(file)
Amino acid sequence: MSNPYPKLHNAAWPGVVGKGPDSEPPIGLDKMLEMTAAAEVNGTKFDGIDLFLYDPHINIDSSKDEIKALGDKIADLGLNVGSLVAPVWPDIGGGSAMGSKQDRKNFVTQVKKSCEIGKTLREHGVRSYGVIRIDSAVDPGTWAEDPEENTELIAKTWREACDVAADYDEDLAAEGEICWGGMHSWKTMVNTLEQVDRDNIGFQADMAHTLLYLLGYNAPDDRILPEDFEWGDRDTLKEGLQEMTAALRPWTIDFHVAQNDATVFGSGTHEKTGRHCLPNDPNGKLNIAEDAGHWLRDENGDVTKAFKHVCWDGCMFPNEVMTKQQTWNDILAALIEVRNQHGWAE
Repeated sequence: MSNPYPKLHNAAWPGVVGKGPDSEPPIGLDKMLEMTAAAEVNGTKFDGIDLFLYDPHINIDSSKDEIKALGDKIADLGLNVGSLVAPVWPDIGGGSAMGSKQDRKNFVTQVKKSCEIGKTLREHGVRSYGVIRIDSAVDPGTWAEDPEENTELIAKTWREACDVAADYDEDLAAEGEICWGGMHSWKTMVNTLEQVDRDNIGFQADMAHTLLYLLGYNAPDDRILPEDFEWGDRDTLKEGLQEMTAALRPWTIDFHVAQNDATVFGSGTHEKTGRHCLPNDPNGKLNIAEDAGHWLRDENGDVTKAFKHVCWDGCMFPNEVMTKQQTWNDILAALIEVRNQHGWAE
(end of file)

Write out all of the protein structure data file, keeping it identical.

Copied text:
Amino acid sequence: MSNPYPKLHNAAWPGVVGKGPDSEPPIGLDKMLEMTAAAEVNGTKFDGIDLFLYDPHINIDSSKDEIKALGDKIADLGLNVGSLVAPVWPDIGGGSAMGSKQDRKNFVTQVKKSCEIGKTLREHGVRSYGVIRIDSAVDPGTWAEDPEENTELIAKTWREACDVAADYDEDLAAEGEICWGGMHSWKTMVNTLEQVDRDNIGFQADMAHTLLYLLGYNAPDDRILPEDFEWGDRDTLKEGLQEMTAALRPWTIDFHVAQNDATVFGSGTHEKTGRHCLPNDPNGKLNIAEDAGHWLRDENGDVTKAFKHVCWDGCMFPNEVMTKQQTWNDILAALIEVRNQHGWAE
Repeated sequence: MSNPYPKLHNAAWPGVVGKGPDSEPPIGLDKMLEMTAAAEVNGTKFDGIDLFLYDPHINIDSSKDEIKALGDKIADLGLNVGSLVAPVWPDIGGGSAMGSKQDRKNFVTQVKKSCEIGKTLREHGVRSYGVIRIDSAVDPGTWAEDPEENTELIAKTWREACDVAADYDEDLAAEGEICWGGMHSWKTMVNTLEQVDRDNIGFQADMAHTLLYLLGYNAPDDRILPEDFEWGDRDTLKEGLQEMTAALRPWTIDFHVAQNDATVFGSGTHEKTGRHCLPNDPNGKLNIAEDAGHWLRDENGDVTKAFKHVCWDGCMFPNEVMTKQQTWNDILAALIEVRNQHGWAE